| Discussion|| |
The IHIS network was created by a senior faculty member (AB) and junior faculty member (GT) at the time of conception, specifically designed to facilitate the conducting of systematic reviews and meta-analyses in 2017. By contrast, the CVAG started as a local research group in 2015 for conducting original research in Hong Kong, China, which has promptly expanded to include mentors and mentees globally. The main findings of this study are that over a 6-year period, of all publications produced from the mentorship programs, 80% had student representation, 34% of first authors were students, and 43% had female members occupying a key authorship position.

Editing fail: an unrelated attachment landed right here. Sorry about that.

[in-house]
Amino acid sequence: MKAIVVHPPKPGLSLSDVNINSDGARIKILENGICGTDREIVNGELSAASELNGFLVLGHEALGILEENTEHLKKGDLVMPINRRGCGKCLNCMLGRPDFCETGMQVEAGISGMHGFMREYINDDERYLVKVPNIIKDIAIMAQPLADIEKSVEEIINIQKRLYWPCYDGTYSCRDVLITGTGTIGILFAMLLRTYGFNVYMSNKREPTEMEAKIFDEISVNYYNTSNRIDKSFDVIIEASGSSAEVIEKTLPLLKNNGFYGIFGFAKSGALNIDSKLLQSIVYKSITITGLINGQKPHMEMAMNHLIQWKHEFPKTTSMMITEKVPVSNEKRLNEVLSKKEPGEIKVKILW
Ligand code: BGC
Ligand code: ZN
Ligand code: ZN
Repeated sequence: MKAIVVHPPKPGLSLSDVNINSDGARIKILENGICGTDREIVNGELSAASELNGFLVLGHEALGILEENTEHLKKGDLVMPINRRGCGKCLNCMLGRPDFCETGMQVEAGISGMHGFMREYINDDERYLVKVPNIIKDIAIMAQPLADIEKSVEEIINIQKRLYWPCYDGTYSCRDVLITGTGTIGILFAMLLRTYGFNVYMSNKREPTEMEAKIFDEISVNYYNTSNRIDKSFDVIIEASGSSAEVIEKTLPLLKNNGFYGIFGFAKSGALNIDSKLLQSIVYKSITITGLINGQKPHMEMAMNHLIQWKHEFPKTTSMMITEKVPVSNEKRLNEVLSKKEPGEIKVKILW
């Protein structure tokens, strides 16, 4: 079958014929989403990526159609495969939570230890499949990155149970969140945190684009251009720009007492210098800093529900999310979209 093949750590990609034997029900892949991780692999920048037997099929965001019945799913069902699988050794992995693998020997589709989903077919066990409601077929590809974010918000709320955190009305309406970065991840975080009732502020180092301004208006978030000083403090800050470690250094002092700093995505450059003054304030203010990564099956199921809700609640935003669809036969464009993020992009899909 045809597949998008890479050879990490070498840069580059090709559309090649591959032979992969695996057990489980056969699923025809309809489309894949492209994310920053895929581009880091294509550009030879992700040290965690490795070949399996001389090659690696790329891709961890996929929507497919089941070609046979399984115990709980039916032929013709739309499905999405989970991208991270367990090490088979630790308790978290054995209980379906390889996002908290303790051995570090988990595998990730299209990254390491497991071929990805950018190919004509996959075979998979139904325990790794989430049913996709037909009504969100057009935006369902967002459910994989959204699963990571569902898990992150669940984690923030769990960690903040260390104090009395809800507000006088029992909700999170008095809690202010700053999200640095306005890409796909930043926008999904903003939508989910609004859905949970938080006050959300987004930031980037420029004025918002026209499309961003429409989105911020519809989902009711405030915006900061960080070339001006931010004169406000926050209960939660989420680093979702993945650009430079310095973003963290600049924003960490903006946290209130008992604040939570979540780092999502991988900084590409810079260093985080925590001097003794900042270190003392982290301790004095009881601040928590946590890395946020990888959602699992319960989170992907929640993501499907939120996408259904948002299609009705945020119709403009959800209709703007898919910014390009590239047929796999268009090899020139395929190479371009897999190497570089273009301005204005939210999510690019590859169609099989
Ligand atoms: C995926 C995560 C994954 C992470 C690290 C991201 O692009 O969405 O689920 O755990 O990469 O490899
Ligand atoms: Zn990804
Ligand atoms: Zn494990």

Underrepresentation in academic medicine has been an ongoing issue in various specialties, with a negative impact on gender,, ethnicity,, and those from low-income countries. A range of successful mentorship programs has hitherto been described, many of which have a positive effect on gender equity. The evaluation of mentorship programs can be achieved using different outcome measures, including satisfaction levels of mentees and mentors, vitality and active participation levels, program growth, knowledge and skills acquired, productivity, and recognition. The success of mentorship programs was evaluated by assessing the satisfaction and experience of mentees and mentors alike through the analysis of survey data and thematic analysis of interviews, as well as quantifying productivity.,,